The Asp.Net MVC 3 has always supported the concept of view engines – which are the pluggable modules that implement different template syntax options. Razor view engine is optimized around HTML generation using a code-focused templating approach.
Why Razor View engine?
Razor View engine is build with the following design goals (read the detail design goals here)
- Compact, Expressive, and Fluid: Razor minimizes the number of characters and keystrokes required in a file, and enables a fast, fluid coding workflow. Unlike most template syntax's, you do not need to interrupt your coding to explicitly denote server blocks within your HTML. The parser is smart enough to infer this from your code. This enables a really compact and expressive syntax which is clean, fast and fun to type.
- Easy to Learn: Razor is easy to learn and enables you to quickly be productive. You use all your existing language and HTML skills.
- Is not a new language: Razor enables developers to use their existing C#/VB (or other) language skills and deliver a template markup syntax that enables an awesome HTML construction workflow with language of our choice.
- Works with any Text Editor: Razor doesn’t require a specific tool and enables you to be productive in any plain old text editor (notepad works great). That said, I have to mention this, Resharper 6.0 has one of the best support for Razor Syntax. Its a paid tool but its definitely worth the price.
- Has great Intellisense: While Razor has been designed to not require a specific tool or code editor, it will have awesome statement completion support within Visual Studio.
- Unit Testable: This is one of the most important Design Goal. Razor implementation supports the ability to unit test views (without requiring a controller or web-server and can be hosted in any unit test project – no special app-domain required).
Now that we are convinced that, Razor View Engine is better than ASPX View Engine, lets integrate the Razor views in our Asp.Net Web Forms application with MVC3 integrated in it.
How Do they do it?
Initially, I though there must be setting somewhere in the project properties which will enable us to use the Razor View Engine, however, after several wasteful minutes of searching and researching in the project properties I found that, there is no such setting, we can directly go ahead and create the Razor view in the project.
Razor views have an extension of cshtml. Lets create our first Razor view called RazorIndex.cshtml right next to the Index.aspx that we had created in the previous post. This view will have nothing special, it will display one message that we set in the ViewBag.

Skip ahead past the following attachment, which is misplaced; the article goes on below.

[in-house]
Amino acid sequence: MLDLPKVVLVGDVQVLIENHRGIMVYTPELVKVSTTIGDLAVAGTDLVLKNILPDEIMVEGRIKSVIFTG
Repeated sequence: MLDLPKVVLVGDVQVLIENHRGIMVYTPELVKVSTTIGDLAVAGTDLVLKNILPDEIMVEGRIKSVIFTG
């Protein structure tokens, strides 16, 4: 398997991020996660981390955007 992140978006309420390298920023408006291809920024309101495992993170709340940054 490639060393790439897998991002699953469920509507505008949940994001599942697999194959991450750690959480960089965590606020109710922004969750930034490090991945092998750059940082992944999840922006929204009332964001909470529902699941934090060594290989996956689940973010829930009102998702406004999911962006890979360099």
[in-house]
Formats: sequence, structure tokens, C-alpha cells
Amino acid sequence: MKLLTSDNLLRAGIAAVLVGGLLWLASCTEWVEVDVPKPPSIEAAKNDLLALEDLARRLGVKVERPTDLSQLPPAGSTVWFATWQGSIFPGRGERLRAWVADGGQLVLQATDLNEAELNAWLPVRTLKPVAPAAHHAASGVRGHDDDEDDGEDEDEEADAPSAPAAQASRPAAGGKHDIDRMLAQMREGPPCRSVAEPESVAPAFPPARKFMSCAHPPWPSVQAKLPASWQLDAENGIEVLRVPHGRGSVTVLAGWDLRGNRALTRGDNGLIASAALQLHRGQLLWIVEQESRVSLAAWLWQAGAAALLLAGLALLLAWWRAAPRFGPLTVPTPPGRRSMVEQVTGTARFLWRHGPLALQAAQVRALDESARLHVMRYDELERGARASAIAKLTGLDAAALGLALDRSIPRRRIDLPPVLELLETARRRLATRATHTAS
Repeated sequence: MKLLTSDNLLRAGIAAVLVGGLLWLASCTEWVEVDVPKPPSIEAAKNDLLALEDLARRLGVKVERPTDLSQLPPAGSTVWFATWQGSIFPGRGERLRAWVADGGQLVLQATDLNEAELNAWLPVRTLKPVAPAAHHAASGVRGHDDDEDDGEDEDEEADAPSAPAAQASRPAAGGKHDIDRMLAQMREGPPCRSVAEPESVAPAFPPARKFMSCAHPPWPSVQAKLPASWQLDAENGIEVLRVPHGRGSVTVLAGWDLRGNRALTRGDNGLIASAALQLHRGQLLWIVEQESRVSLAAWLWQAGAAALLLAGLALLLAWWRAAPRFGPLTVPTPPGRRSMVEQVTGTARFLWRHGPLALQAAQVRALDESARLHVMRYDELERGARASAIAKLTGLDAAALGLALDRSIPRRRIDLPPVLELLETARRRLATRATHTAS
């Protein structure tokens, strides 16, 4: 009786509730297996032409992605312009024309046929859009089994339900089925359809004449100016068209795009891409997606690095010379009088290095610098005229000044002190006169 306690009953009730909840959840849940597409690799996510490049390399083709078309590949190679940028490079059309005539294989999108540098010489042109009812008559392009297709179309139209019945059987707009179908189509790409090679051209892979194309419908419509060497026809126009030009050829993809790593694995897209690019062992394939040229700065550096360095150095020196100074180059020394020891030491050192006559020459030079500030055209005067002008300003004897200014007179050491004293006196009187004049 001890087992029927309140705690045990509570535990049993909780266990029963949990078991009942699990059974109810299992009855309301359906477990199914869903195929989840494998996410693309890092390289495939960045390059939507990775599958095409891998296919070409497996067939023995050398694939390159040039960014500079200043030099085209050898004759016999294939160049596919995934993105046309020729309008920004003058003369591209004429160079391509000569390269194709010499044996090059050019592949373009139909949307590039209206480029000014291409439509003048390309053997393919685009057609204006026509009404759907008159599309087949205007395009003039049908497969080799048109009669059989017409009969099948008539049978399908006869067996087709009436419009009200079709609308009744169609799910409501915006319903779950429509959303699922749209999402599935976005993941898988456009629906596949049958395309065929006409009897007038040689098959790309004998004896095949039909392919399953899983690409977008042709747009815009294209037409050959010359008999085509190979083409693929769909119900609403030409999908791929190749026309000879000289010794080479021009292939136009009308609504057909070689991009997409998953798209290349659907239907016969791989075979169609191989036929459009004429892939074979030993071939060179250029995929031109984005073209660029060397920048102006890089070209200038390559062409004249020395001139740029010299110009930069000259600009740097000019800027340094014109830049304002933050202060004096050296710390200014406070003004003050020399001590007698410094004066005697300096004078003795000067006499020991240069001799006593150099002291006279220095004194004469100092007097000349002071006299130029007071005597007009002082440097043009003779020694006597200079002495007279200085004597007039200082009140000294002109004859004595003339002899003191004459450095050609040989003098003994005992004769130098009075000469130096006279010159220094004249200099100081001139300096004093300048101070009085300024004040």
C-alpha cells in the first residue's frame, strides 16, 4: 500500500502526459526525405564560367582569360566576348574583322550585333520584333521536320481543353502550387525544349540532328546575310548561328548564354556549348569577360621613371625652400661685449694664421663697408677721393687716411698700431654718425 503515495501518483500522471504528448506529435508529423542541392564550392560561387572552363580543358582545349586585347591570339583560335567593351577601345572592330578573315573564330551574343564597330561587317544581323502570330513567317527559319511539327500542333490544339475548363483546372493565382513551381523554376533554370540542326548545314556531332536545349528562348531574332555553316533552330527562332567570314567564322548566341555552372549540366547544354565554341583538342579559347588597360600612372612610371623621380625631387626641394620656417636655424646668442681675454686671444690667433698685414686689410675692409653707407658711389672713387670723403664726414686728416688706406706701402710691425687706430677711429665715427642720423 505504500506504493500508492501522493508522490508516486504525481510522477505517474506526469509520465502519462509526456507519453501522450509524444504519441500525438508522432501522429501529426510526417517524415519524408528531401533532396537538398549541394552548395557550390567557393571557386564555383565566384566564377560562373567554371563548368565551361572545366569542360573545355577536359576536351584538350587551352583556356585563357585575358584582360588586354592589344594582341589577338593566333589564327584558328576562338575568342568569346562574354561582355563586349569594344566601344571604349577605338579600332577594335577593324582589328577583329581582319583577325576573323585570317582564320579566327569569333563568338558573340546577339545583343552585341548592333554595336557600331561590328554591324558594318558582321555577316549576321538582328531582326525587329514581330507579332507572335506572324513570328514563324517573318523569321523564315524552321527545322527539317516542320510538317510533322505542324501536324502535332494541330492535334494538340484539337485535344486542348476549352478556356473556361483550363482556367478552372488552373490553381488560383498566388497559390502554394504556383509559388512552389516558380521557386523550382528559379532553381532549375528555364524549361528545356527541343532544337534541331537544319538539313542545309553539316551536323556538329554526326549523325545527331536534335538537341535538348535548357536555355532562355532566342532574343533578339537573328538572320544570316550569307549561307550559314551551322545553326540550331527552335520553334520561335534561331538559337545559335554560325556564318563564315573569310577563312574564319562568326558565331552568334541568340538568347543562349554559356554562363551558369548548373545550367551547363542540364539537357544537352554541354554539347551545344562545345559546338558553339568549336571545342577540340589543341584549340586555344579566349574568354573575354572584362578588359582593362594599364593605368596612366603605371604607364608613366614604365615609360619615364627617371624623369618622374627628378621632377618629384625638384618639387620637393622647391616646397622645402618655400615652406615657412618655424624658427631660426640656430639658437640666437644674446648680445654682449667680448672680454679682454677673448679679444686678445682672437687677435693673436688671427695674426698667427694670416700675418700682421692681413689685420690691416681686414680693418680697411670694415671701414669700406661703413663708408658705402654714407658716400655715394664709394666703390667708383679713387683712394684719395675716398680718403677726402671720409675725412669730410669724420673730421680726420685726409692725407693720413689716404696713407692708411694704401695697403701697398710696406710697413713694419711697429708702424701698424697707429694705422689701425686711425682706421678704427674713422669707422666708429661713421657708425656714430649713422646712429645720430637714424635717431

Notice that we are displaying the UserName from the ViewBag. Notice that, in the new Razor syntax, we have to use the @ sign to access any objects and properties.
Let's add one more method in our HomeController which will render the RazorIndex view and set the UserName in the ViewBag. The controller code will look no different from how it looked for rendering ASPX pages.
This is a very good example of showing, how well the Seperation of Concerns Design Pattern has been implemented in MVC3. Even though we want to use a different View Engine, controller code remains unchanged. In fact, Controller has no idea about which View Engine will be used to render the view. This is an excellent example of why things should be loosely coupled to achieve modular and clean code!
Before we can see if our Razor view is rendered correctly or not let's not forget to add one more route to our routes collection in Global.asax.cs file
We have just added one route called RazorHome. All set! Lets build the project and access the URL /home/razorindex and see whats the outcome.
|First attempt to render Razor View results in an compilation error|
After this lets build and access the URL /home/razorindex and les see what happens
|Second attempt at rendering the Razor view also results in compilation error, this time it cribs for ViewBag|
How do we fix this issue?
We need to some how tell the framework that the Razor pages should extend System.Web.Mvc.WebViewPage class. This is done by adding another web.config in the Views directory. The project structure would now look like this
|Project Structure with two web.config's|
The element <pages pageBaseType="System.Web.Mvc.WebViewPage"> tells that, the Razor views will have base class of System.Web.Mvc.WebViewPage.
Lets Rebuild the app and browse the URL /home/razorindex and see what happens.
|Success! Razor view renders correctly|
PS: Now you have no reason to not move to ASP.NET MVC3 from Web Forms, we have proved that MVC3 can co-exist with a Web Forms in the same project!